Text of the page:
The relatively novel practice of re-voicing Japanese animated features in English may strike some as impure, but in the case of Steamboy, the eagerly awaited second feature from Katsuhiro Otomo, whose 1988 Akira is one of the touchstones of anime, it’s nothing if not appropriate. The film takes place in a Jules Verne fantasy of Victorian London, a formal gray kingdom of bowler hats, muttonchop sideburns, and magic industrial inventions.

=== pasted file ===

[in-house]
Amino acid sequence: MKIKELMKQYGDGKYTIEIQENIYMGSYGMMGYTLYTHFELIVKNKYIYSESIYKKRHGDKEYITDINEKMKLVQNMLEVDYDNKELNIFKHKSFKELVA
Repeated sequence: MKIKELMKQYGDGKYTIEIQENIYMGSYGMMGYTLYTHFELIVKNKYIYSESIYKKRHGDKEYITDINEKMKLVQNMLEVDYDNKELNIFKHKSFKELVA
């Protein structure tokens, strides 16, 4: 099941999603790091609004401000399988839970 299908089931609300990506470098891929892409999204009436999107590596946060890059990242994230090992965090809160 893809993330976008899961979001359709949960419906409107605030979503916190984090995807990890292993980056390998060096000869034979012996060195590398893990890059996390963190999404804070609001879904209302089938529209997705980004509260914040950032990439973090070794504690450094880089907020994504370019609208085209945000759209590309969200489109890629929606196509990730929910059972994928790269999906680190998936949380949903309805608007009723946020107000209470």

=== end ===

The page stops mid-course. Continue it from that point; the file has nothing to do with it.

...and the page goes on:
I can’t imagine what it would sound like in Japanese. Porn, cyberpunk, down-the-rabbit-hole reverie: It’s hard to think of a corridor of outlandish imagination through which anime hasn’t passed. Steamboy, by contrast, is a work of stodgy retro classicism. The hero, voiced by Anna Paquin (well, why not?), discovers that his father, a scarred megalomaniac, has built the Steam Castle — a gigantic fortress of pipes, levers, and pressure gauges that rises over London like a wrought-iron factory version of the mothership in Close Encounters. It’s nifty to behold, but about the only drama in Steamboy lies in waiting for this colossal hovering machine-monster to blow a gasket.